When Cal State Fullerton students’ new additive manufacturing engineering course was presented with the real task of creating a prosthesis that could improve the quality of life for a disabled man, they were excited for the challenge.
Additive manufacturing, or 3D printing, is the process of creating an object from computer-aided design.
In this case, the students were creating a prosthetic arm for Rich Skerbitz, a 49-year-old man from Orange County who was born without legs or a right arm.
The spring semester project was unique in more ways than one.
For starters, the 33 students in the class wouldn’t rely on a book for instructions, said Sagil James, the class instructor.
Instead, they would glean information from a human being.
“Unlike manual development, when projects are well defined in the real world, the problem is not well defined,” James said. “In this particular project, everything was open.”
As surprising as it may seem, Skerbitz, who works at the Dale McIntosh Center, an Anaheim nonprofit that provides a variety of services and advocates for the rights of people with disabilities, is already quite independent and adept at participating in a variety activities with one arm. .
A Minnesota native, Skerbitz said that in his early teens his father strongly encouraged him to find ways to do things on his own.
“Throughout my life, I had to be like an engineer, to go through different life situations,” Skerbitz said. “I had to find my own solutions.”
His favorite hobbies are fishing and bass guitar, and he does both without a prosthesis, using only his left arm.
Although he uses a wheelchair, Skerbitz gets around just fine without it.
The only activity Skerbitz needs a prosthetic arm for is driving.
In fact, Skerbitz said her prosthetic right arm can be cumbersome and often gets in the way.
So what Skerbitz enjoyed most about his interactions with Sagil’s class was the back and forth communication between him and the students.
The students didn’t just assume he needed a right arm without discussion, which is sometimes the case when professionals create prosthetics for amputees, Skerbitz said.
The class took the time to chat with Skerbitz to find out exactly what specific tasks and activities would be easier with a prosthesis.
“I know my body best,” he said. “I know my skills. I know my abilities. I know my desires. Instead of looking at me and saying “Oh, you need an arm” (and then) putting an arm on me that would get in the way, they had this idea and they said, “He doesn’t want an arm that’s all. He wants something he can use that can help him do certain things.
The class came up with the idea of creating a prosthetic arm that would attach to his shoulder, then make interchangeable attachments to use for specific activities.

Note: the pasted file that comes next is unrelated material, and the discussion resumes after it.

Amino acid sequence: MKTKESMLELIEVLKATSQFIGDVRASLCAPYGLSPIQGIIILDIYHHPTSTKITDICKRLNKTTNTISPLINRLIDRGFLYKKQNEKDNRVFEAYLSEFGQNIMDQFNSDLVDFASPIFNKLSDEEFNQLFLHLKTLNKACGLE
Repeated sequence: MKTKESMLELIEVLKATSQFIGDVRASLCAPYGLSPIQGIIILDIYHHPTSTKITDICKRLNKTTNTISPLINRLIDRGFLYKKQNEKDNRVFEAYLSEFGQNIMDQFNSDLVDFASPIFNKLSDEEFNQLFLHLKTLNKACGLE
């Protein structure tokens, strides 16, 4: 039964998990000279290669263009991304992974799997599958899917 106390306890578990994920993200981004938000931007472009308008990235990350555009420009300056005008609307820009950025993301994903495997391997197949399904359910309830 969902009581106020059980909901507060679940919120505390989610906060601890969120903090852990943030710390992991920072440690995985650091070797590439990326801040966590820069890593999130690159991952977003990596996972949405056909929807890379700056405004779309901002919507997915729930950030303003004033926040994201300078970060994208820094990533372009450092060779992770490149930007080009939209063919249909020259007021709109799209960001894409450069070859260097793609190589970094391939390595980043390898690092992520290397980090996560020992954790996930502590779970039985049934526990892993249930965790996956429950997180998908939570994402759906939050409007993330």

“It’s the best solution,” Skerbitz said. “The frame would go under my shoulder. It won’t be a big, heavy protrusion from my body.
The students divided into groups, with each group designing a prop for a specific task.
Groups have designed separate prototypes for holding a fishing rod, playing a guitar, opening jars, operating a vacuum cleaner, and holding a bow and arrow.
They created 3D print designs for each attachment, which makes it easy to reproduce.
Graduate student Ram Saroop, who led the project with student Scott Salling, said interactions between the class and Skerbitz were “like talking to a good friend you’ve known since you were 10 years old.” .
“It was really phenomenal,” said Saroop. “I can’t describe the emotion. I never thought I would work on something like this.
Since only the prototypes were designed at the end of the spring semester, Skerbitz hasn’t had a chance to use the new prosthetics in his daily life yet, but he expects to have them in the next semester.
Additive manufacturing engineering students tuned into Skerbitz after his friend and colleague Ruth Cho, community life advocate at the Dayle McIntosh Center, searched the internet last fall, looking into the possibility of having a custom prosthesis.
She learned about CSUF’s Manufacturing Engineering program and was impressed with James’ biography, which includes expertise in innovative and advanced manufacturing technologies and processes and computer-aided design.
After a few calls and Zoom meetings with James, the professor told Cho that the students were excited about the project.
Cho and Skerbitz are also excited about the technology and look forward to partnering with CSUF on future projects to benefit the disability community.
“It’s a world-changing thing,” Cho said. “I can definitely say that kind of openness opens the door for the disability community.”
Said Skerbitz, “They’re onto something.”